The Natomas Basin HCP requires that the Conservancy’s marsh complexes remain fully functional. The watered channels of the marsh complexes are the biggest challenge in achieving this functionality requirement. During the summers of 2007 and 2008, the first round of marsh channel maintenance activity was successfully completed. This was a major undertaking for the Conservancy.
These channels are used to convey water to and from marsh complexes, and generally serve as habitat for several of the HCP’s covered species, especially giant garter snakes. One of the toughest challenges to fully functioning marsh complexes is aquatic vegetation overgrowth. Accumulating vegetation in and on the channels slows water flow, thus causing particulate matter to settle on channel bottoms. Over time, the channel can accumulate so much of this material that flow is impeded. Then, vegetation gets a footing in the channel bottoms, and can get heavy and thick, and aquatic life cannot penetrate it. A process called eutrophication also plays a role in this process. (Eutrophication is the process by which a body of water becomes rich in dissolved nutrients, thereby encouraging the growth and decomposition of oxygen-depleting plant life and resulting in harm to other organisms.)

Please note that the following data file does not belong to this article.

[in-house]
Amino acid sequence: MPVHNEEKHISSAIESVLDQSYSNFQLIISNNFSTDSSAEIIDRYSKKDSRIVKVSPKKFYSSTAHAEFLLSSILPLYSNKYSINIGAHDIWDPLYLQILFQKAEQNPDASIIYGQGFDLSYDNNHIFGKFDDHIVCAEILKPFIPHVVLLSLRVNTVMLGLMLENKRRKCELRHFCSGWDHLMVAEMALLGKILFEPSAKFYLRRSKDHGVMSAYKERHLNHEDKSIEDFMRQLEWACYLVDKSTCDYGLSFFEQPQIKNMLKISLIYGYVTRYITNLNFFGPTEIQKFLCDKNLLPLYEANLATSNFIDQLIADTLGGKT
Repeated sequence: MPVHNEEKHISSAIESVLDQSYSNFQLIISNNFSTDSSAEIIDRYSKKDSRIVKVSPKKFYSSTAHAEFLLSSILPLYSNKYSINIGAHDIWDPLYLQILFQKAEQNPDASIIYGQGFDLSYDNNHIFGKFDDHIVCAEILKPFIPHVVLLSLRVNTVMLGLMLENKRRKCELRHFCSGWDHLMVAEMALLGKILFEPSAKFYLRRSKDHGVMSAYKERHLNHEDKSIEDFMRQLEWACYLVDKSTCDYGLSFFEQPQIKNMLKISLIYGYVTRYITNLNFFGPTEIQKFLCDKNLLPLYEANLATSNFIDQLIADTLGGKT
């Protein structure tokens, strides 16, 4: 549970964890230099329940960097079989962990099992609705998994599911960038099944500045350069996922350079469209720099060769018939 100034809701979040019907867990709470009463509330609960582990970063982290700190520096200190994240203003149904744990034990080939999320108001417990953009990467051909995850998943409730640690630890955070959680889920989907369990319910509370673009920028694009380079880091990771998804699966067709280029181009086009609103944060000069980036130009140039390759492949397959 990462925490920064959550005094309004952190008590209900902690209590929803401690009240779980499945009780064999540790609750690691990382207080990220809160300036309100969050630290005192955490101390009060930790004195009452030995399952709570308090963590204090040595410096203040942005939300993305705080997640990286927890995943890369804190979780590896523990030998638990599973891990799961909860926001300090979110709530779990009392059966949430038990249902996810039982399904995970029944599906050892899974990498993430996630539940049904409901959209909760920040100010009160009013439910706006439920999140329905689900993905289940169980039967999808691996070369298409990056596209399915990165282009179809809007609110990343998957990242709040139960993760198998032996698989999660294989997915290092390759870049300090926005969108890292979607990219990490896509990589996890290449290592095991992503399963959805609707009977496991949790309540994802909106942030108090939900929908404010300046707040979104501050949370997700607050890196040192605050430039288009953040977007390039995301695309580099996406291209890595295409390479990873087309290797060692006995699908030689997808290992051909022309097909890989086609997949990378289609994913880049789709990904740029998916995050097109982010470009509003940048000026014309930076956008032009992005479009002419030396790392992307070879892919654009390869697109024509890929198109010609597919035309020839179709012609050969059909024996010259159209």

To resolve these and other issues, the Natomas Basin HCP calls for clearing action which maintains these water bodies so that they are fully functional. With the exception of the BKS tract marsh complex, which is structurally different than the Conservancy’s other marsh complexes, all marshes were cleaned out and restored to their full functionality. The last one was completed late this summer.
Always a concern is whether wildlife will re-colonize the complexes after maintenance work has been completed. In most cases, giant garter snakes, one of the key “covered species” in the Natomas Basin HCP, re-colonized the subject marsh complexes quickly.
The channel maintenance projects were thought to be needed about once every five to 10 years. Now that the Conservancy has completed its first cycle of this work, much has been learned, and we’ll be watching to see how the channels perform and the covered species respond in order to learn even more.